In Which I Am Pretty Darn Sure That Most Gamers Are Fine With Female Protagonists

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Last week, the Penny Arcade Report interviewed Jean-Max Morris, creative director of the upcoming female-led game Remember Me. After going into the game’s cyberpunk roots, Morris discussed the publishers who wanted nothing to do with a female protagonist. “We don’t want to publish it because that’s not going to succeed,” he paraphrased. “You can’t have a female character in games. It has to be a male character, simple as that.”

As the article made the rounds, I couldn’t help but notice what gamers were getting excited about elsewhere. Tomb Raider had just slipped to number two in the UK sales charts, after two weeks at number one. StarCraft II: Heart of the Swarm had already sold 1.1 million copies in its first two days. Indie developer Supergiant Games, the folks behind Bastion, announced their new action RPG, Transistor, which features a leading lady. Their booth enjoyed two hour lines at PAX all weekend. I’m told that the lines for Remember Me were comparable.

I don’t think it’s gamers who have a problem with female protagonists.

That disconnect is what’s been bugging me the most about that article, more than all the girls-have-cooties implications. I read these blanket statements about how male gamers are supposedly allergic to female protagonists, and it doesn’t mesh with my impressions of the gamer community at large. I’m not even talking about stances on gender issues here. I’m talking about why people buy the games that they do. I have a bias in this, I know, but even so, I can’t shake the feeling that the publishers who say these things are failing to understand why gamers actually play.

There are two components to my thinking on this — how I go about playing, and how the guys I know go about playing (spoiler: they’re basically the same thing). I’ll start with myself, even though I’m not the sort of player being considered by these publishers. My purchasing habits strike me as pretty standard for a long-time gamer. I play shooters, RPGs, action games, and anything else that tickles my fancy. My carefully planned monthly budget includes a portion for games. I preorder new titles. I buy DLC. Take away my gender, and I’m exactly the sort of gamer the industry wants.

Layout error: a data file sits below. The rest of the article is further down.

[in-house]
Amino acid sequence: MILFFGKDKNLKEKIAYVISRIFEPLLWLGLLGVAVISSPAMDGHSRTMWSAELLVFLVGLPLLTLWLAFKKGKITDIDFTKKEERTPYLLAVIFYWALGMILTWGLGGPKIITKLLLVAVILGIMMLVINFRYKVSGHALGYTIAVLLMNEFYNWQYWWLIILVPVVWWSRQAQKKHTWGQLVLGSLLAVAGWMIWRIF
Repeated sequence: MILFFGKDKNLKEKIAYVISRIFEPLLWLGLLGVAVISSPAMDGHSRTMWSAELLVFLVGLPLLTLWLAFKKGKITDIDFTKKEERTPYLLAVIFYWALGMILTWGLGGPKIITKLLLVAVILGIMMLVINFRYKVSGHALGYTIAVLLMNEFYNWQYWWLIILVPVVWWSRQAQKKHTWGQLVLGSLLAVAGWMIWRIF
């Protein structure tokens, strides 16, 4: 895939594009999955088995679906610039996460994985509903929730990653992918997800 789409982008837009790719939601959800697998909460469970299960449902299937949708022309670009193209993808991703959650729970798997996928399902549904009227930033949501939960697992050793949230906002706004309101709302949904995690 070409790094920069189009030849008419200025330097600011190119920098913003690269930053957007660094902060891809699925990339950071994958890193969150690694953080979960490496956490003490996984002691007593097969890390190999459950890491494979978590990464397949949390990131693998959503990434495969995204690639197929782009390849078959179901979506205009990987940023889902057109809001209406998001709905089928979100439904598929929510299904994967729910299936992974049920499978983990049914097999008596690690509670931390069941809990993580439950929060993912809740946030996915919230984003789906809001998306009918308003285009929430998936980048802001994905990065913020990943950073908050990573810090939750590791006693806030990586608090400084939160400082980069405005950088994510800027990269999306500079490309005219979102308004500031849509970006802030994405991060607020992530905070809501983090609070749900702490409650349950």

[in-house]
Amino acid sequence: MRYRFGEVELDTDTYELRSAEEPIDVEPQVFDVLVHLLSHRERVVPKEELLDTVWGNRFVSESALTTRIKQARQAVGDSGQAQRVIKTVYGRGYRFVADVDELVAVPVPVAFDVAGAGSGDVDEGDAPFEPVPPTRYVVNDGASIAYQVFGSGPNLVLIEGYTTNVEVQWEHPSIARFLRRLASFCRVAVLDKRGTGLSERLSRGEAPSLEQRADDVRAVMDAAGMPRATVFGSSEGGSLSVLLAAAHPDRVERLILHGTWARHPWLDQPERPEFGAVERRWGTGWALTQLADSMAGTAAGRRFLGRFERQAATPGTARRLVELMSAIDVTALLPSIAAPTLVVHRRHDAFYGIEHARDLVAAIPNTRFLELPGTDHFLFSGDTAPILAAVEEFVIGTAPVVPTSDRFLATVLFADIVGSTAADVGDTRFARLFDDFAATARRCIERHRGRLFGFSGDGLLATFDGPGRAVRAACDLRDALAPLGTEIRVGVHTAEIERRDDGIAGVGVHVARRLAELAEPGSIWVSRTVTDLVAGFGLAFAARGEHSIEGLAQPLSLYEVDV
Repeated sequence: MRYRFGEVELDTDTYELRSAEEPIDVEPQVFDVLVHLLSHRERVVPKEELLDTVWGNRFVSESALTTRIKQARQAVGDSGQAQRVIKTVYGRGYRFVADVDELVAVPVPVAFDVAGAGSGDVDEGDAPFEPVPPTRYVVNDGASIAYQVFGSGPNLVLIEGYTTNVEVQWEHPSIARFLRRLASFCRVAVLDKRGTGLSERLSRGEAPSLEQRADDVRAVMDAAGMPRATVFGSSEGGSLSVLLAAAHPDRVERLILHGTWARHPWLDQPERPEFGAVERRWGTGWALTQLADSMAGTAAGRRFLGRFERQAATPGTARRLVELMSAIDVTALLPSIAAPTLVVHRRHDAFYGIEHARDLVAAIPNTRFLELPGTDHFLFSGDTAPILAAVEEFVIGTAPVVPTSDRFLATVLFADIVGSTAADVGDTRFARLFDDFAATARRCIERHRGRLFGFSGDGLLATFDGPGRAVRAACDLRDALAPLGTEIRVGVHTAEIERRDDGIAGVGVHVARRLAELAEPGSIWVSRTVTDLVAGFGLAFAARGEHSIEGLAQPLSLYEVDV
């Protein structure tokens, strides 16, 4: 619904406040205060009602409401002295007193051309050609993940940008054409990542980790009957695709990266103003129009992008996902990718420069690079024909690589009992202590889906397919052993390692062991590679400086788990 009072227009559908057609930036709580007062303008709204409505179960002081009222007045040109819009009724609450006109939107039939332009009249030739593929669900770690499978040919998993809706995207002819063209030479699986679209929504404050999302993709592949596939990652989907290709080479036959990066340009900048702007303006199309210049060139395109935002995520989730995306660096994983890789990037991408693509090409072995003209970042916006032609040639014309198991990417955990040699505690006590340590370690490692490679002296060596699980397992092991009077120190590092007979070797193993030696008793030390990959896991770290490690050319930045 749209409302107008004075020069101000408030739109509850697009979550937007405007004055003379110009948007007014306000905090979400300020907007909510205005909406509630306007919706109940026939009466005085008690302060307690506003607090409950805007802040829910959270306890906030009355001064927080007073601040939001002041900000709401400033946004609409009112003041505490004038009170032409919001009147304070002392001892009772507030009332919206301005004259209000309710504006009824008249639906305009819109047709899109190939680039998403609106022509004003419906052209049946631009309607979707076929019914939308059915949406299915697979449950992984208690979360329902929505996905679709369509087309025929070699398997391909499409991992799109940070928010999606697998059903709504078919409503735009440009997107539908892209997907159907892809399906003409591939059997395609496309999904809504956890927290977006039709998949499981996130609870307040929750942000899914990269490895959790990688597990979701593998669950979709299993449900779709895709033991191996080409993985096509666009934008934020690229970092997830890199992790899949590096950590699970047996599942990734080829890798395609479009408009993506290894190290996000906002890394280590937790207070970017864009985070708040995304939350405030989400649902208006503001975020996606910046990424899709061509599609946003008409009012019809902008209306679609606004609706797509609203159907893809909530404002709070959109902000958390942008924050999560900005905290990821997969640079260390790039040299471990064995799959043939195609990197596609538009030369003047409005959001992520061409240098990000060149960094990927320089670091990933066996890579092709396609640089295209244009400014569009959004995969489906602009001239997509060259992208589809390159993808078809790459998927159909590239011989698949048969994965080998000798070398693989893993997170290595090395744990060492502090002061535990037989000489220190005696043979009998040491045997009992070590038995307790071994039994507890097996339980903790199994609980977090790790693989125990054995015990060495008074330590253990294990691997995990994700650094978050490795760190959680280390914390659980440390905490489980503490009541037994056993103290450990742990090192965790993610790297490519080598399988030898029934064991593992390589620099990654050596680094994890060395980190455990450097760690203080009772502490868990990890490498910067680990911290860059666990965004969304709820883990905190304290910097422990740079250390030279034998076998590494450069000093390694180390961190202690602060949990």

I developed these habits despite a lifetime of playing heroes that, more often than not, don’t look like me. A male protagonist does not stop me from playing. A male protagonist does not prevent me from developing an emotional attachment to his character. Do I gravitate more toward female protagonists, when they’re available? Yes, if I’m interested in the game itself as well. But will I turn away from an enticing game just because I can’t play as my gender? Of course not. What draws me to a game above all else, regardless of whose story it is, regardless of if there are even any women in the game at all, is whether or not it looks fun. I may feel more at home with a female protagonist, but I’ve got no problem connecting to a hero with a beard and a gravely voice. Gents, correct me if I’m wrong, but seeing as how we’re all human beings here, I imagine that for the most part, you and I react to differently-gendered protagonists in much the same way.

But okay, I’m not the target audience. Perhaps my experiences are moot. I obviously can’t speak directly to what it’s like to be a male gamer, but for what it’s worth, I have spent the better part of my life interacting and socializing with them. We like the same sorts of games. We play with equal enthusiasm. We talk about talent trees and boss fights and weapon upgrades. We sit and watch E3 together. We send each other articles on game releases and industry news. And not all of the male gamers I’ve known or even befriended have shared my views on gender portrayal. I’ve debated these things plenty with people I’ve gamed with. I recall being part of a group that got in a somewhat heated squabble over the Jennifer Hepler debacle before we all sat down and played Descent together. Our opinions on such topics may differ, but set them aside, and we’re buying the same games, and playing in the same way. From a gameplay standpoint, we’ve got the important stuff in common.